Chevron to buy Hess Corp for $53 billion in all-stock deal

Oct 23 (Reuters) – Chevron (CVX.N) said on Monday it agreed to buy Hess (HES.N) for $53 billion in stock, the second proposed mega-merger among the biggest U.S. oil players after Exxon Mobil (XOM.N) bid $60 billion for Pioneer Natural Resources earlier this month.

The proposed deal raises the competition between Chevron, the No. 2 U.S. oil and gas producer behind Exxon, and it will make it an unusual partner with its bigger rival in Guyana, as Hess, along with China’s CNOOC, were working together to develop drilling in the nascent Latin American producer.

The deal also signals Chevron’s plans to continue boosting investments in fossil fuels as oil demand remains strong and big producers use acquisitions to replenish their inventory after years of under-investment.

Chevron has offered 1.025 of its shares for each Hess share held, or $171 per share, implying a premium of about 4.9% to the stock’s last close. The total deal value is $60 billion, including debt.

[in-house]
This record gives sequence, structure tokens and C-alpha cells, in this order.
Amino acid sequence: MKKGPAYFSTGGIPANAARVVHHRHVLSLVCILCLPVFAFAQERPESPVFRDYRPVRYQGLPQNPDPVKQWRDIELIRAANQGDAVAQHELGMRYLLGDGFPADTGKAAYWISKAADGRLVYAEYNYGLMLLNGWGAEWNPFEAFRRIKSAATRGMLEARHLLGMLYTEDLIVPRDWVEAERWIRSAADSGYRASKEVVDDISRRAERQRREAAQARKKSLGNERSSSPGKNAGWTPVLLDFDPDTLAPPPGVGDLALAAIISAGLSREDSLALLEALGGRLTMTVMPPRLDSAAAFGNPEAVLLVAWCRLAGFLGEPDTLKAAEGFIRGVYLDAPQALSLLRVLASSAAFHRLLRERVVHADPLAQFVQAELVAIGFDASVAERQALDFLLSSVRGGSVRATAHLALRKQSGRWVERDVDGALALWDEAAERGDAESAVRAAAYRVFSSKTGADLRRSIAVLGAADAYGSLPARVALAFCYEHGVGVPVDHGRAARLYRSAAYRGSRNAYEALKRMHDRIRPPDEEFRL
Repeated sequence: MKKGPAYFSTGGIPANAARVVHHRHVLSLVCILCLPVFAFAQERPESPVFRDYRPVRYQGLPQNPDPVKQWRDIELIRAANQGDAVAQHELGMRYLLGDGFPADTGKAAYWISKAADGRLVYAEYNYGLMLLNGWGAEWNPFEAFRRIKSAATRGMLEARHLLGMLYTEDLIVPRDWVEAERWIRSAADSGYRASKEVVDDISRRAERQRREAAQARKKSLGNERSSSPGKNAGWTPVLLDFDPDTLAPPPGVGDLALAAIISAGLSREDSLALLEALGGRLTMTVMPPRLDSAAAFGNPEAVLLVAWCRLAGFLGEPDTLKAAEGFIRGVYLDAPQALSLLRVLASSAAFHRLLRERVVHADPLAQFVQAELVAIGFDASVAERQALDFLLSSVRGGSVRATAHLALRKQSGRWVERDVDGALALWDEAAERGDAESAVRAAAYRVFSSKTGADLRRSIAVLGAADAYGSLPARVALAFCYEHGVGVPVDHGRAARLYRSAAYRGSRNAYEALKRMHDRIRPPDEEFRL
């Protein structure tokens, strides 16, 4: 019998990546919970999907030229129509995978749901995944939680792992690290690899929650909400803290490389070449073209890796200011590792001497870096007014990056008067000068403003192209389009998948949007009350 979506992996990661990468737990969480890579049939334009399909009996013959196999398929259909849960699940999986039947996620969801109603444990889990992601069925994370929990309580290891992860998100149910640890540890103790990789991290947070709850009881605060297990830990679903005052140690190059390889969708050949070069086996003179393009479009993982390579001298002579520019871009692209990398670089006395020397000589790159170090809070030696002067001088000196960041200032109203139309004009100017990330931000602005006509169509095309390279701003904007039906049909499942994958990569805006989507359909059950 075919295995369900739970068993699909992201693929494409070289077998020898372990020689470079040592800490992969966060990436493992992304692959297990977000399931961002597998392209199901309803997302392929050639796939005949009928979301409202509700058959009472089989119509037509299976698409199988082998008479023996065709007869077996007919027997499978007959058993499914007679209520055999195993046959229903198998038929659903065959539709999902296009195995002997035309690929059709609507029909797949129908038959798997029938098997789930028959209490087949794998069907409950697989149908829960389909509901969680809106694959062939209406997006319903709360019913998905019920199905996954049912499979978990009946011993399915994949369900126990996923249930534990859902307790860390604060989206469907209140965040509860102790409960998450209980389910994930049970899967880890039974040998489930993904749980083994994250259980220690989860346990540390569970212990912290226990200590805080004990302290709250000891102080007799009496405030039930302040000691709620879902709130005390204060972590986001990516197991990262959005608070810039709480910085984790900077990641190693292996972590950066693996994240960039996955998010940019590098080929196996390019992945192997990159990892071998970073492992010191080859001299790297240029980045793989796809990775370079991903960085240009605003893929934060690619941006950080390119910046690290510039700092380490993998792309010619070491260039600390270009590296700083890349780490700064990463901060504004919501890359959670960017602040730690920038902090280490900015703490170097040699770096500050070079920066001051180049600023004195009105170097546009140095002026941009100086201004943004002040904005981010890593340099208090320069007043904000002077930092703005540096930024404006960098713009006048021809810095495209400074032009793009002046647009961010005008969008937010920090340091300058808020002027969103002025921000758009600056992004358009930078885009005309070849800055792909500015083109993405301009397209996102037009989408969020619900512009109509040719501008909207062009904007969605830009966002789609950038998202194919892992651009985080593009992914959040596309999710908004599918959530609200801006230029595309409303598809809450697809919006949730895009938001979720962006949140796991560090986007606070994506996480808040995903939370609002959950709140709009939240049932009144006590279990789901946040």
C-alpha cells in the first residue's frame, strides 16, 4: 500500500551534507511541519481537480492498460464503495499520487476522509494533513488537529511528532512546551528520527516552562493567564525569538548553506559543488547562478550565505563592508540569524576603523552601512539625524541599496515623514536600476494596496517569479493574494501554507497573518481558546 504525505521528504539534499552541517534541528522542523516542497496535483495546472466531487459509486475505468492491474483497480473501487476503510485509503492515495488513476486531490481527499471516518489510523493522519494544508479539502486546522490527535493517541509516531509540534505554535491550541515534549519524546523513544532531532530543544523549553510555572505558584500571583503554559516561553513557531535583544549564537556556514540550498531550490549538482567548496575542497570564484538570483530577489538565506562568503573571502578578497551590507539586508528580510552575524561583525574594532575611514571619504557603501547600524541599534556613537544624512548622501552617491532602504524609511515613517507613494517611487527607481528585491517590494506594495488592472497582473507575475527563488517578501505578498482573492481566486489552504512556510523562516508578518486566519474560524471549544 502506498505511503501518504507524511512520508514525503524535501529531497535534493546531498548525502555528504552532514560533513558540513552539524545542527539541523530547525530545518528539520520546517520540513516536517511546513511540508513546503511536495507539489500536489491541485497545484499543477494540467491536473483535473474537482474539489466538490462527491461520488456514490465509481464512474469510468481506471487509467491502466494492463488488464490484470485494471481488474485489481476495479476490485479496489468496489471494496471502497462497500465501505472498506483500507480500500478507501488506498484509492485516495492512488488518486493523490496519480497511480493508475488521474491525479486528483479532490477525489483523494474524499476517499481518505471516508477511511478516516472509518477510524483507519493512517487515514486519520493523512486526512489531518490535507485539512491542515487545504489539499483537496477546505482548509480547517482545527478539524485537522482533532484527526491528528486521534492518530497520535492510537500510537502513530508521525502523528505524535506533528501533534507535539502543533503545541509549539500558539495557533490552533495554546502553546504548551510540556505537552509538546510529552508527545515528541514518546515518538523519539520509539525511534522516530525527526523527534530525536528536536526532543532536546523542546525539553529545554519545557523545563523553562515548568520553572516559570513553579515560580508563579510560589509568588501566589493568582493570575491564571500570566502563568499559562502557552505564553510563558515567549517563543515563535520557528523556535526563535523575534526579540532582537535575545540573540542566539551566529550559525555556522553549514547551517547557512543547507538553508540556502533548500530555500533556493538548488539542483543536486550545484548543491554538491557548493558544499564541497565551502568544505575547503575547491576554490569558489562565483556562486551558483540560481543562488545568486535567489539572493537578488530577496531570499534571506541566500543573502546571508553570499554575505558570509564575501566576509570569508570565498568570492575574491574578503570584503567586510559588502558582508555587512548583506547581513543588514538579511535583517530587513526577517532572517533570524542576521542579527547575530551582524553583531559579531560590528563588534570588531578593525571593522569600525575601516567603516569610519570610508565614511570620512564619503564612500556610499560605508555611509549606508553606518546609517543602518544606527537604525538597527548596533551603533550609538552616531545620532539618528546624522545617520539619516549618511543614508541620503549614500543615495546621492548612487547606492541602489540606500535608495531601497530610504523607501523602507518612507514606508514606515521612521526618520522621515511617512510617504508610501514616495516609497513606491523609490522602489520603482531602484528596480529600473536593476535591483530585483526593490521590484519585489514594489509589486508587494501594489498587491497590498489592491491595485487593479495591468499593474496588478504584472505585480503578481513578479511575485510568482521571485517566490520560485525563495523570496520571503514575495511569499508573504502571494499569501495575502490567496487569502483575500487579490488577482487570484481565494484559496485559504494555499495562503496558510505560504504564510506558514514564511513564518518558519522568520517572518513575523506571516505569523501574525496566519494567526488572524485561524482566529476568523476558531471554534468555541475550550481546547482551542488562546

Chevron’s shares were trading 3% lower premarket. RBC analysts said they were surprised by the deal timing and had expected the company to bide its time after Exxon’s mega deal for Pioneer (PXD.N).

Guyana has become a major oil producer following huge discoveries in recent years, turning it into one of Latin America’s most prominent producers, only surpassed by Brazil and Mexico.

Exxon and partners Hess and China’s CNOOC (0883.HK) are the only active oil producers in the country. Their projects are expected to reach 1.2 million barrels per day of output by 2027.

Hess Corp CEO John Hess is expected to join Chevron’s board of directors once the deal closes around the first half of 2024.

The combined company is expected to grow production and free cash flow faster and for longer than Chevron’s current five-year guidance, the companies said.

Chevron said that following the completion of the deal it intends to increase its share repurchases program by $2.5 billion to the top of its $20 billion annual range, in a sign of confidence in future energy prices and its cash generation.

Goldman Sachs was the lead adviser to Hess while Morgan Stanley was the lead adviser to Chevron.

Reporting by Mrinalika Roy in Bengaluru; Editing by Nivedita Bhattacharjee and Sriraj Kalluvila

Our Standards: The Thomson Reuters Trust Principles.

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